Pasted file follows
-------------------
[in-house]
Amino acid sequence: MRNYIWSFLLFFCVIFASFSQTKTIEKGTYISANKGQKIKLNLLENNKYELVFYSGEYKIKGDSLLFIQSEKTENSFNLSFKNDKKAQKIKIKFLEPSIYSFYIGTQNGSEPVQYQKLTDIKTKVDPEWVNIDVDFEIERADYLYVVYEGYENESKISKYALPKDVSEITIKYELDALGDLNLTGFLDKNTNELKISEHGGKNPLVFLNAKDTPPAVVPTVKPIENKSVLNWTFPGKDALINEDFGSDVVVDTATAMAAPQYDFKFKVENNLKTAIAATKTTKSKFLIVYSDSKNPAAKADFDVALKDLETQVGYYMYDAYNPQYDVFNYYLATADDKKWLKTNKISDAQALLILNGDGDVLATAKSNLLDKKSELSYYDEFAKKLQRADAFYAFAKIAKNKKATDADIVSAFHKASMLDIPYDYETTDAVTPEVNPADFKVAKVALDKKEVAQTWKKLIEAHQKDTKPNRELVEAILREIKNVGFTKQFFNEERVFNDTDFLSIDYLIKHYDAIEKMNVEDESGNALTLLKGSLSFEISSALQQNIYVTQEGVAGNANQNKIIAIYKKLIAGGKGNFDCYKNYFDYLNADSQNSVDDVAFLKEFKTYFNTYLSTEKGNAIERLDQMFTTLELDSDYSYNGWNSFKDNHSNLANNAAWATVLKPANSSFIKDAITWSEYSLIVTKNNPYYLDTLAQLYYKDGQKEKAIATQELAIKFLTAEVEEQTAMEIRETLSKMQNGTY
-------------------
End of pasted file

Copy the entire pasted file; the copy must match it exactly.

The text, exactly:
[in-house]
Amino acid sequence: MRNYIWSFLLFFCVIFASFSQTKTIEKGTYISANKGQKIKLNLLENNKYELVFYSGEYKIKGDSLLFIQSEKTENSFNLSFKNDKKAQKIKIKFLEPSIYSFYIGTQNGSEPVQYQKLTDIKTKVDPEWVNIDVDFEIERADYLYVVYEGYENESKISKYALPKDVSEITIKYELDALGDLNLTGFLDKNTNELKISEHGGKNPLVFLNAKDTPPAVVPTVKPIENKSVLNWTFPGKDALINEDFGSDVVVDTATAMAAPQYDFKFKVENNLKTAIAATKTTKSKFLIVYSDSKNPAAKADFDVALKDLETQVGYYMYDAYNPQYDVFNYYLATADDKKWLKTNKISDAQALLILNGDGDVLATAKSNLLDKKSELSYYDEFAKKLQRADAFYAFAKIAKNKKATDADIVSAFHKASMLDIPYDYETTDAVTPEVNPADFKVAKVALDKKEVAQTWKKLIEAHQKDTKPNRELVEAILREIKNVGFTKQFFNEERVFNDTDFLSIDYLIKHYDAIEKMNVEDESGNALTLLKGSLSFEISSALQQNIYVTQEGVAGNANQNKIIAIYKKLIAGGKGNFDCYKNYFDYLNADSQNSVDDVAFLKEFKTYFNTYLSTEKGNAIERLDQMFTTLELDSDYSYNGWNSFKDNHSNLANNAAWATVLKPANSSFIKDAITWSEYSLIVTKNNPYYLDTLAQLYYKDGQKEKAIATQELAIKFLTAEVEEQTAMEIRETLSKMQNGTY